"When the Knox & Lincoln Railroad was built in 1871, it passed between the mansion and the servants' quarters. The mansion was then sold for $4,000 and torn down. The executor tried to sell to someone who would preserve it, but no one seemed to consider the historical value of the place.

Of course, we are interested to learn where Gen. Knox lived when he was a boy and something of his life during the years given to his country's service. In his boyhood Henry Knox lived with his parents on Sea Street in Boston. He was fond of outdoor sports and was frequently chosen as leader by his playmates. But his school days were soon over. When he was twelve years old his father died, and Henry took upon himself the support of his mother and younger brother. He left the grammar school and went to work in a book store. His education did not end, however, for he studied by himself at odd moments from the books at the store. He was much interested in military matters and his studies were chiefly along that line. He learned to speak and write the French language, an accomplishment which proved useful in later years, when he came to meet Lafayette and other French generals of our ally across the water. He also took time for thorough drill in a military company.

When he was twenty-one years old, Henry Knox went into business for himself, opening "The Lon-don Book-Store" in Cornhill, Boston. Later he added book-binding to his business.

He had been in business only a few years when he felt that his country needed him and he did not hesitate to offer himself. A watch had been kept on the movements of Knox and of others who were known to be in sympathy with the colonists, and they were forbidden to leave the city. But, on the night of April 19, 1775, Knox disguised himself, and, accompanied by his wife, quietly left his home. Mrs. Knox had his sword concealed in the lining of her cloak. Knox went to the headquarters of Gen. Artemus Ward in Cambridge and volunteered his services.

One of his first assignments was to help in preparing for the siege of Boston. More siege guns were urgently needed but there seemed to be no way of procuring them. An idea came to the resourceful mind of Knox. Our forces under Ethan Allen had taken possession of a large supply of ordnance at Fort Ticonderoga captured May 10, 1775. Knox's idea was to transport that artillery, by the crude methods of those times, hundreds of miles across lakes, rivers and mountain ranges from Ticonderoga to the Heights of Dorchester. After thinking it over carefully Gen. Washington gave his consent to the plan.

Knox carried the undertaking to a successful conclusion and arrived in camp with the guns early in February. With this reinforcement of artillery, it did not take long for our army to persuade the British that Boston was too hot a place for them. On March 17, 1776, the British general, Howe, and his troops sailed away to Halifax.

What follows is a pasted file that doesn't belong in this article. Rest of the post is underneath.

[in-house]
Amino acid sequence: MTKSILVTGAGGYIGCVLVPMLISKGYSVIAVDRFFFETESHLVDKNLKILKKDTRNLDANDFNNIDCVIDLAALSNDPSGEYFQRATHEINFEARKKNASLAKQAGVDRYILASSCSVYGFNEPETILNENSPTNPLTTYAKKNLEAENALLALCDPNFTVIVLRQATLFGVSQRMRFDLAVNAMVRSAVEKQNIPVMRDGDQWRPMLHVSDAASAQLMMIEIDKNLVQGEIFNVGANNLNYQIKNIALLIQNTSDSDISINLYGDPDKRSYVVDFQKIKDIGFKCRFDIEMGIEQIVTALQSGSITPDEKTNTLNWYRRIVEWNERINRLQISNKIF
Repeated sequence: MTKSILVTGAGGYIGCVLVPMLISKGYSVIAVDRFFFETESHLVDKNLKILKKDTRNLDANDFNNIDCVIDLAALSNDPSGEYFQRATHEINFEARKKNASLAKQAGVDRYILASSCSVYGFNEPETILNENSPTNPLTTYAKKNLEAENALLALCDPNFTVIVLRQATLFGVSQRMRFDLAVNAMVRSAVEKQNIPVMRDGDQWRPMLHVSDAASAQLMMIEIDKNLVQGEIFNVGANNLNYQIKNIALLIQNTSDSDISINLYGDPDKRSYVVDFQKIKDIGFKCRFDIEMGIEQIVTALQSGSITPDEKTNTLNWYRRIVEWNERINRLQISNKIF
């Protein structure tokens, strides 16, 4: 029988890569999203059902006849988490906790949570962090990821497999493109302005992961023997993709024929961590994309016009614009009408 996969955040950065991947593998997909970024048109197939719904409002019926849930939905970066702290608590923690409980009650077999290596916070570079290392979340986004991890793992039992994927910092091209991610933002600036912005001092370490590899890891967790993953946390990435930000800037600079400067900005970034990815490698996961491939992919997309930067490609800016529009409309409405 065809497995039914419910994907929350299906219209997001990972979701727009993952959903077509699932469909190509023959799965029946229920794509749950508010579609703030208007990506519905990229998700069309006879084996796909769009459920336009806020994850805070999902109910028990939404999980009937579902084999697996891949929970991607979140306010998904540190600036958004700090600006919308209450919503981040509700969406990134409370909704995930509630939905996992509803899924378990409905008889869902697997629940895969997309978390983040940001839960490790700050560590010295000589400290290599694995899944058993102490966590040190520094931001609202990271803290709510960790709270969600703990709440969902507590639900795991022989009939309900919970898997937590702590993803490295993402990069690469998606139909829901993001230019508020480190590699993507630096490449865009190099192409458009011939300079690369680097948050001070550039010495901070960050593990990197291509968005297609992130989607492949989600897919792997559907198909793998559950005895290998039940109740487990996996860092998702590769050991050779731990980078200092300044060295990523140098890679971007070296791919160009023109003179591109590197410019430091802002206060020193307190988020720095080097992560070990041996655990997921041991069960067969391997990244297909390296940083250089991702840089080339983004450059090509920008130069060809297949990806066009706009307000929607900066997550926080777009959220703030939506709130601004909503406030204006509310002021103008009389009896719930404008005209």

On Nov. 17, 1775, Congress gave to Henry Knox the rank of Colonel and appointed him chief of the artillery of the army. His commission did not reach him, however, until after his return from Ticonderoga.

We hear of Col. Knox again and again and always as pushing forward. He encouraged the hardy soldiers on that bleak and stormy Christmas night when they were crossing the Delaware River amid cakes of floating ice, while hailstones beat upon their backs. Gen. Washington gave much credit to Col. Knox for the victory won by our troops at Trenton the next day, Dec. 26, 1776. He was now made a brigadier-general, with the entire command of the artillery.

After the surrender of Cornwallis at Yorktown, October 19, 1781, Gen. Washington complimented Gen. Knox on his skill in handling the artillery. On the recommendation of Gen. Washington, Knox was promoted to the rank of major-general dating from November 15, 1781.

The war over, Gen. Knox returned to Boston. On March 8, 1785, he was elected by Congress to fill the office of Secretary of War. Secretary Knox and his family moved, soon after, to New York, at that time the seat of the national government.

In 1789, President Washington reappointed Knox to the office of Secretary of War. The management of the army, the navy, then in its beginning, and Indian affairs, were all in the hands of Secretary Knox. He influenced Congress to order the building of six frigates, the keels of which were laid during his term of office. One of these was the ''Constitution'' or ''Old Ironsides.''

After having served his country faithfully for nearly twenty years, Secretary Knox decided to withdraw from public life and devote himself to his family. He resigned at the close of the year 1794. Before this he had ordered the building of an elegant mansion on his estate in the District of Maine, to which, as we have said, he moved his family in 1795.

Mrs. John O. Widber

Source: Maine My State, The Maine Writers Research Club, The Journal Print Shop, Lewiston, Maine, 1919